How relevant is time?

So, we’ve just witnessed one of the most amazing tennis matches in history, at that there is little doubt.  For Djokovic to win a five set epic, having played a tight five set epic in the semis only two days before (remember Rafa had an extra day rest and a slightly less taxing semi) was a superhuman effort.  Again he repelled the challenge of a relentless competitor who came back at him after Novak had had the upper hand.

It was also the longest grand slam final in the open era, at 5hrs 53 min.  However, statistics may, in this case, be as close to damn lies as can be!  I don’t want to appear negative, amidst what was one of the finest matches of all time but it is worth noting that here are two players that take the 25 second rule between points to the limit – and beyond.  Often Novak is at the baseline to start his serve routine inside the 25 seconds, he then goes through a routine that often includes 15 or more bounces of the ball.  Rafa is not much different.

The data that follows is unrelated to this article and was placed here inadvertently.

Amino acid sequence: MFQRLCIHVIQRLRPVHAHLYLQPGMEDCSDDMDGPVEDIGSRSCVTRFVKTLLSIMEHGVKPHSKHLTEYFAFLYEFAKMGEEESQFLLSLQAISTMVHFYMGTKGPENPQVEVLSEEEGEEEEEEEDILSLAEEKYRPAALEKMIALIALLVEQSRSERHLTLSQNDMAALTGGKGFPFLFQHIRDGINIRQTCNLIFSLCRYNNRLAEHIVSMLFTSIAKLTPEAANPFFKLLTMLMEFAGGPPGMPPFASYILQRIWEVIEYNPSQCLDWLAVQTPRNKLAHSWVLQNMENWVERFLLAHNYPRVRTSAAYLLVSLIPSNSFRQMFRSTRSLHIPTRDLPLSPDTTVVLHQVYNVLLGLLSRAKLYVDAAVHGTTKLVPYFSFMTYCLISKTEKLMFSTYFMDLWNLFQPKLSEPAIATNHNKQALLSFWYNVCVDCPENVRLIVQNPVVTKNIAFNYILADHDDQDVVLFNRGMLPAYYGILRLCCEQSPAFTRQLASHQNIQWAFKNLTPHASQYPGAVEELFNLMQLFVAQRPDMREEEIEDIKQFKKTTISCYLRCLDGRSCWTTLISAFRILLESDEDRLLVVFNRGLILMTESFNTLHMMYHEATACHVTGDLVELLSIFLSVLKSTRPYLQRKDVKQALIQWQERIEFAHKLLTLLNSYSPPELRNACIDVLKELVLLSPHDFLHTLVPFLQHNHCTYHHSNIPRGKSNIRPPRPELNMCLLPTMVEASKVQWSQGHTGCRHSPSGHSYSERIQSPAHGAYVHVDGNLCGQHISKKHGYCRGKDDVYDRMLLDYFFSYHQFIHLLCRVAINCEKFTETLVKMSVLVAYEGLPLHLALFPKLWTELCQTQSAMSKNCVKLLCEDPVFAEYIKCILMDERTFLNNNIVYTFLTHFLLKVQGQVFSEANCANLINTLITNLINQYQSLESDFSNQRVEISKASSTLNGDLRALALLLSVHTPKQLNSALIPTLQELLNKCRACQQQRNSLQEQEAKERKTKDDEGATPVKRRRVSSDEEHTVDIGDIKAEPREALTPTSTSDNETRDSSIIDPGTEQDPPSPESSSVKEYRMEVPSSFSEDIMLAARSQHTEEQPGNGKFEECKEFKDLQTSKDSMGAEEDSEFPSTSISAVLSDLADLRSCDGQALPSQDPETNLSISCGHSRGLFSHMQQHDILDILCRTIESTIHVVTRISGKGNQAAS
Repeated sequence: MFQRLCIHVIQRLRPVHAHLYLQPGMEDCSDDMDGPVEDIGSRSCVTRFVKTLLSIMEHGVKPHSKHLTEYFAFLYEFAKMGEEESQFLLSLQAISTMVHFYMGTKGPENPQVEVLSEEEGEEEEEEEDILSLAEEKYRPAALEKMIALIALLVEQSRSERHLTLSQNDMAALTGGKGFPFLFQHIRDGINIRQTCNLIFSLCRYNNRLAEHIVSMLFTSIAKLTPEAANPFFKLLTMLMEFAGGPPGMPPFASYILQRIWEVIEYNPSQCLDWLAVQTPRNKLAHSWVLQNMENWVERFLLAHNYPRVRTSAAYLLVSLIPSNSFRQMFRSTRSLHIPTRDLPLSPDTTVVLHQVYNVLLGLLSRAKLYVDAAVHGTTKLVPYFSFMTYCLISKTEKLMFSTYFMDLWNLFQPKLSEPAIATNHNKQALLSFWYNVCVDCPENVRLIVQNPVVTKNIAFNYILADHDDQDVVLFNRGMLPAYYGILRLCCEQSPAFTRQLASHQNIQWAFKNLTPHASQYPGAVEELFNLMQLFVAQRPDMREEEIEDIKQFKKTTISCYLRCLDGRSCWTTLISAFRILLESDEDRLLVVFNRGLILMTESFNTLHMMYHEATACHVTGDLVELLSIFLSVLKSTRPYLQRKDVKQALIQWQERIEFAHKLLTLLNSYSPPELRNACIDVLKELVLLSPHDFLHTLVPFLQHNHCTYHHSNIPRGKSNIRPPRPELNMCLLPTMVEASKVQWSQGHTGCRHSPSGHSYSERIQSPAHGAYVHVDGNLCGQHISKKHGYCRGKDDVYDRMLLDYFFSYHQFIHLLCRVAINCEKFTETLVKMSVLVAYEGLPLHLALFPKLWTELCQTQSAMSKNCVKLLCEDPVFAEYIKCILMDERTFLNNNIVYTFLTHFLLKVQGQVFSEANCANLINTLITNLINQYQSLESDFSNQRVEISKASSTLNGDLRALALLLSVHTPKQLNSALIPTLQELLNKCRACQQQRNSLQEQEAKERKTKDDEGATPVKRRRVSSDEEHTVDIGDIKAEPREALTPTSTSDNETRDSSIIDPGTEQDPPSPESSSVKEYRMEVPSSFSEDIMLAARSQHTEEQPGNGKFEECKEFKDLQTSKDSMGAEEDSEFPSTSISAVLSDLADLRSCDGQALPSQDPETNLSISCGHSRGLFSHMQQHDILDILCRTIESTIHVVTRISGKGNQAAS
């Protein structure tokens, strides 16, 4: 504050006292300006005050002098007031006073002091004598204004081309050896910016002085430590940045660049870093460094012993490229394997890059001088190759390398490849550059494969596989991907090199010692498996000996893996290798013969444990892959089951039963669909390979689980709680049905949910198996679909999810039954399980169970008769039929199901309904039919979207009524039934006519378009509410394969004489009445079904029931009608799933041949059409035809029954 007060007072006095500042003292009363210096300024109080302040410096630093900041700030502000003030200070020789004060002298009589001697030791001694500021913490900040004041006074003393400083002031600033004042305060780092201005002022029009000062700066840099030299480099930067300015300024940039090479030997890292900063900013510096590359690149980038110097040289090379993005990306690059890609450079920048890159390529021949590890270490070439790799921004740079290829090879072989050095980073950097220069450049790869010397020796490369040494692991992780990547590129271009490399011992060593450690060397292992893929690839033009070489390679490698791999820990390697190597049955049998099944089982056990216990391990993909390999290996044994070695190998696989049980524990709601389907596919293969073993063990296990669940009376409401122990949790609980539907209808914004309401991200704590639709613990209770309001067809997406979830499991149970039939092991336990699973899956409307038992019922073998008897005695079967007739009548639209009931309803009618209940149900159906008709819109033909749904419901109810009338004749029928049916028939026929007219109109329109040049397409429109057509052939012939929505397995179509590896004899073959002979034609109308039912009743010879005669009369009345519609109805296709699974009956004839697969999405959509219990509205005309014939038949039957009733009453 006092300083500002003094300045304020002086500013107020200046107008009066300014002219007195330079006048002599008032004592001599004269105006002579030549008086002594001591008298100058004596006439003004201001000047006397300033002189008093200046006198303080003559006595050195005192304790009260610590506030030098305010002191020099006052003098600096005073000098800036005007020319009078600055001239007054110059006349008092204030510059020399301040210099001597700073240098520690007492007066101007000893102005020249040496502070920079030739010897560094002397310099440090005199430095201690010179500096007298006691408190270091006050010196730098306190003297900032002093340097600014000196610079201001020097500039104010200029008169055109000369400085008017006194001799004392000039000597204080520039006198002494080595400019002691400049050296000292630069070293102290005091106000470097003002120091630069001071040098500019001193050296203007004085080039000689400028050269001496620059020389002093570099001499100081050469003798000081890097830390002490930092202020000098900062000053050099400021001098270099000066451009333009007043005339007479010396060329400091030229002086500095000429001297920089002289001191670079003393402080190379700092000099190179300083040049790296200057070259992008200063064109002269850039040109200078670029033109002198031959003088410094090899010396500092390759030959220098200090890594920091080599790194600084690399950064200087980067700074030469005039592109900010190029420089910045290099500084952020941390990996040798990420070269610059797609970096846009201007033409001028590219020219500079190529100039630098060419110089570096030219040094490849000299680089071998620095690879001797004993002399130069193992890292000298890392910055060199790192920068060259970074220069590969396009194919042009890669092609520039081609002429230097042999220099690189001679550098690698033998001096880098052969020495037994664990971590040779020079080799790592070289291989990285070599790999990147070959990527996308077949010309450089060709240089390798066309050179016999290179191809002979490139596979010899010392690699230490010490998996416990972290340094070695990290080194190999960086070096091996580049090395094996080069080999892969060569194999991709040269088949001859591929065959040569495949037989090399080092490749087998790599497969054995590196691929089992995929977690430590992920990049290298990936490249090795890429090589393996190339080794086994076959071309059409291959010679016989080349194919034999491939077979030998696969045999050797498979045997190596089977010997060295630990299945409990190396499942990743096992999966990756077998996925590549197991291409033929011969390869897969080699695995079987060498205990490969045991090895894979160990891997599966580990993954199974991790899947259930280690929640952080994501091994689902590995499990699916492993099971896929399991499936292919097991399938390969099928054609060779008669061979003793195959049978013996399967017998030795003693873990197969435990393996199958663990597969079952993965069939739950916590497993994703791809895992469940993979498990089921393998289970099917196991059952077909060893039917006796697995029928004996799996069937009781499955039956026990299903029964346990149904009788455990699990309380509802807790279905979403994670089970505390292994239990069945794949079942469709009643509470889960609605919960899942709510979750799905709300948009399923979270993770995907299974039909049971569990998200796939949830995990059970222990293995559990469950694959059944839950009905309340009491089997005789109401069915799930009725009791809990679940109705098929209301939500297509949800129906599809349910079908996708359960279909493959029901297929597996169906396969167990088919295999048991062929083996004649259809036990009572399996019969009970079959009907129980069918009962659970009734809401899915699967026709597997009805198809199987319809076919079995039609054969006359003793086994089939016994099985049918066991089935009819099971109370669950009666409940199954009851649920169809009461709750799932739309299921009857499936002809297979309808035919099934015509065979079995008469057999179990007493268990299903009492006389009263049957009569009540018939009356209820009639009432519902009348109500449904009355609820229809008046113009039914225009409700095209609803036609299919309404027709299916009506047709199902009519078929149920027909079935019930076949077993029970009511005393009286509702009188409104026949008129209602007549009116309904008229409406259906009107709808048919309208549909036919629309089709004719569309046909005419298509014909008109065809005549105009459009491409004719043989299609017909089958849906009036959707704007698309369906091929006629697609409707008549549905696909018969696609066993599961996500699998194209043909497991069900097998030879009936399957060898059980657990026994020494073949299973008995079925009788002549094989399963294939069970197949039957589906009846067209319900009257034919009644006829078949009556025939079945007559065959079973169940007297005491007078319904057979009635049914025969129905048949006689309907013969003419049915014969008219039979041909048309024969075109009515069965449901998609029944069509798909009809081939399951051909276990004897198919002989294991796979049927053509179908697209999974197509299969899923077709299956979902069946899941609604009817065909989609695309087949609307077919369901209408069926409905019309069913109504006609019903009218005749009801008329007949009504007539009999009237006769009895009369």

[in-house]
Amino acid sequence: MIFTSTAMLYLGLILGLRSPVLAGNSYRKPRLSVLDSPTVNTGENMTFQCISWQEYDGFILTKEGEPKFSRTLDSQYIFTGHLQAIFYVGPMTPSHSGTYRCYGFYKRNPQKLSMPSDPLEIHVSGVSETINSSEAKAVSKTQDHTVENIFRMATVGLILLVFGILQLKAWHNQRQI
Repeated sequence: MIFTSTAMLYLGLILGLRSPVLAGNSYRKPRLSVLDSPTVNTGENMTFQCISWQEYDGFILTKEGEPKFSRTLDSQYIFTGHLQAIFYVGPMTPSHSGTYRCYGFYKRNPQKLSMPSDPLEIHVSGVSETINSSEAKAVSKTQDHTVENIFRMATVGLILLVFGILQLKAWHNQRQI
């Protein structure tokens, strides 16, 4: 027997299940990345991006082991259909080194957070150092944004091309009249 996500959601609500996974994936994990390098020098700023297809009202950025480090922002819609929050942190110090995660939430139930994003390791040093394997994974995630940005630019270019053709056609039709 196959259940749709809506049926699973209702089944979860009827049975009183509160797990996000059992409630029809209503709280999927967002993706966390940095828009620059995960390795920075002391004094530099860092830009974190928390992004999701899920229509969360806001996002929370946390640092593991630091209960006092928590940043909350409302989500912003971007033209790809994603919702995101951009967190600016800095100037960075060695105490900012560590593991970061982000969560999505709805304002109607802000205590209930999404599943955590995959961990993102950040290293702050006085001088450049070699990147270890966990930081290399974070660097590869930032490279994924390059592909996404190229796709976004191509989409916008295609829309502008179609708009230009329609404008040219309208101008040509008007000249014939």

These routines are important in helping players manage their energy and focus for the next point but here are two players who take longer than anyone. So it would be interesting to know how long the ball was actually in play, compared to some of the other classic finals.  However, I don’t want to seem churlish in the aftermath of what was an amazing match.

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